Screen Sharing for regular VNC clients

Screen Sharing for regular VNC clients

VNC Client

A VNC Client is the otherside of the story. It is the program on the computer that is controlling the other computer. It’s main purpose is to display the “screenshots” of the controlled computer, as send by the VNC Server, and to send mouse moves and keyboard strokes to the VNC Server on the computer that is being controlled.

There are lots of VNC Clients out there, and strangely enough … they charge money for something you already have on your computer.

Note : RealVNC is free and has a very suitable VNC Client, but why install more software if you don’t really need to?

MacOS X, if I’m not mistaken since 10.4, has a VNC Client installed already. It’s tucked away pretty good though – not sure why Apple did that.

Option 1: Use Safari

This is probably the easiest way to open the VNC Client called Screen Sharing. This only works with Safari.

Simply open Safari and enter “vnc://” followed by the IP Address of the VNC Server, for example: “vnc://”.
Press ENTER when done and the Screen Sharing app opens.

MacOS X - Open VNC Client through Safari

MacOS X – Open VNC Client through Safari

Option 2: Use the Screen Sharing App directly

The Screen Sharing app is hidden in the folder “/System/Library/CoreServices/” or “/System/Library/CoreServices/Applications” and to get there you can use Finder. From the Finder menu choose “Go Go to Folder…” and enter “/System/Library/CoreServices/” (without the quotes) in the dialog that opens. Finally click the “Go” button, and in the file list you’ll find “Screen Sharing” (or “Screen”). Double click the app and a window will open, asking for an IP Address:

Screen Sharing app asking for an IP Address

Screen Sharing app asking for an IP Address

Enter the IP Address of the VNC Server and click Connect and the screen of the remote computer will be shown and can be controlled right from your desktop. When connecting to another Mac, you will most likely be asked for a password.

Tip : You could of course make an alias of the “Screen Sharing” app and copy the alias into your utilities folder (“Applications Utilities“).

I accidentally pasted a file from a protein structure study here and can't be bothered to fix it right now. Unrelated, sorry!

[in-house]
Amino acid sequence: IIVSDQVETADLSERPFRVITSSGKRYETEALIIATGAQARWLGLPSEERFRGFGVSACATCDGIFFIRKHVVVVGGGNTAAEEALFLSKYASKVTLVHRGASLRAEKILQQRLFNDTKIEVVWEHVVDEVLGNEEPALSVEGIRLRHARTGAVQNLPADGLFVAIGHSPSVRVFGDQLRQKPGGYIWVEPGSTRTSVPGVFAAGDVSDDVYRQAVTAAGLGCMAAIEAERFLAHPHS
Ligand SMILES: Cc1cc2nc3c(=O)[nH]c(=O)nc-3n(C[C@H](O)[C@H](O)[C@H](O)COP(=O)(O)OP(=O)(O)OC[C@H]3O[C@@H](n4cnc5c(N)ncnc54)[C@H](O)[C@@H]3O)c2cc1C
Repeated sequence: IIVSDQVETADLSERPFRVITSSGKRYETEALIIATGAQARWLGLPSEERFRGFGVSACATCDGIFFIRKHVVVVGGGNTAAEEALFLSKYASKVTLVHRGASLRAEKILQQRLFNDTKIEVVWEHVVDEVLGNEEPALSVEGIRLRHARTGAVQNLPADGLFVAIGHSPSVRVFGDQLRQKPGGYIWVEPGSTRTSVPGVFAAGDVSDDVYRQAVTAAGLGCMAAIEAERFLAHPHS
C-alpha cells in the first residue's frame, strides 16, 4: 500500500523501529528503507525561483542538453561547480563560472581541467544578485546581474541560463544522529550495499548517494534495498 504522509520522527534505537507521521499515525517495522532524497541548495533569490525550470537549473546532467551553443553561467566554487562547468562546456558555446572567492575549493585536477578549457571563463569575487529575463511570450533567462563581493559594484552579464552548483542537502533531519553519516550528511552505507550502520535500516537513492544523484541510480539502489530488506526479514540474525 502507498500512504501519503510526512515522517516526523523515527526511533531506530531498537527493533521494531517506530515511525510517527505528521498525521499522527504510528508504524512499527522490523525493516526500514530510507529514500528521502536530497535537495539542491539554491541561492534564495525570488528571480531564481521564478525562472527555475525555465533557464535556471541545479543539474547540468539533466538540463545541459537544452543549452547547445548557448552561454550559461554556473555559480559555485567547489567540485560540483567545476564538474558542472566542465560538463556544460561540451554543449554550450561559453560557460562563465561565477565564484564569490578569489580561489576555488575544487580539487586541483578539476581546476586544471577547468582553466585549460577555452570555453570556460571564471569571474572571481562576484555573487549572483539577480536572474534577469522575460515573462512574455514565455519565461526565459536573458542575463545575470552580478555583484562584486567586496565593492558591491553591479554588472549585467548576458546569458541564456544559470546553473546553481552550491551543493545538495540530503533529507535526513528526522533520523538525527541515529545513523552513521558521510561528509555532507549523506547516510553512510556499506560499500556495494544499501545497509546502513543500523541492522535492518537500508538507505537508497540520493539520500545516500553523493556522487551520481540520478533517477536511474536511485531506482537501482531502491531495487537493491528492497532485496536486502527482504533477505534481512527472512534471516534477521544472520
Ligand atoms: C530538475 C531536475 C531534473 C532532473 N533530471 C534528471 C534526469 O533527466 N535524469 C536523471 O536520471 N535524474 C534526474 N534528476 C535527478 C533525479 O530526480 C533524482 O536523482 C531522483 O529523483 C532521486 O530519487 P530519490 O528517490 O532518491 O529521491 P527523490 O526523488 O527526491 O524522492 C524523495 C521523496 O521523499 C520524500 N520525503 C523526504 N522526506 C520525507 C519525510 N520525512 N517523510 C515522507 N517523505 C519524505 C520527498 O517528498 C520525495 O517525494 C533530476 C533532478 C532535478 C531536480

Location of Screen changed as of Mojave 

Thanks to Alan: The location of the Screen Sharing app seems to have changed as of MacOS X Mojave to the following locations (still valid under Catalina!):



Remote Control through the Internet

It is possible to use VNC remotely – meaning for example while traveling control your computer at home, or control the computer of your mom helping her with her computer. Like I said: it is possible … but I wouldn’t recommend going through the hassle when you can use easier, free and much more secure services like LogMeIn and Team Viewer. No need for Port Forwading or putzing with your firewalls.

Personally I prefer LogMeIn, as it seems less complicated to get started. But once you’re familiar with it, Team Viewer offers a very good service as well. I would recommend Team Viewer for those of you who use remote control to assist others frequently. LogMeIn however, I would recommend if you more often remotely control your own computers.

Both LogMeIn and Team Viewer have clients for mobile devices as well, like for the iPhone, iPad and Android devices – allowing you to remotely control your home computer from your phone or tablet. Obviously this is great when traveling. Controlling your remote computer takes a little getting used to, but it most certainly works.

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There are 20 comments. You can read them below.
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  • Mar 10, 2015 - 8:12 PM - jK Comment Link

    very interesting. thanks!



  • Oct 28, 2015 - 1:36 PM - Quann Moses Comment Link

    I controlled my jailbroken iPhone 5s using Screen Sharing app, but I’m having trouble understanding the gestures. They work, but it would be nice if there was a defined list of them. Please help. 


    Quann Moses

    • Oct 28, 2015 - 2:38 PM - hans - Author: Comment Link

      Hi Quann,

      As far as I know, Screen Sharing (your iPhone screen on a Mac or Windows screen) is “view only”,…
      Can you post a link of where you got the app,..? Or are you referring to running VNC Server (veency) on your iPhone?



      • Oct 28, 2015 - 2:45 PM - Quann Comment Link

        Yes I am using  Veency which I downloaded from Cydia. I am using screen sharing app on my MacBook running OS X El Capitan to actually interact and control the iPhone.  



      • Oct 28, 2015 - 2:59 PM - hans - Author: Comment Link

        Ah! OK 

        I have no setup to test this right now (no jailbroken phone at the moment).

        I did however found this (source), I hope this is useful:

        Mouse controls

        When using a mouse with Veency you have the following abilities with the mouse: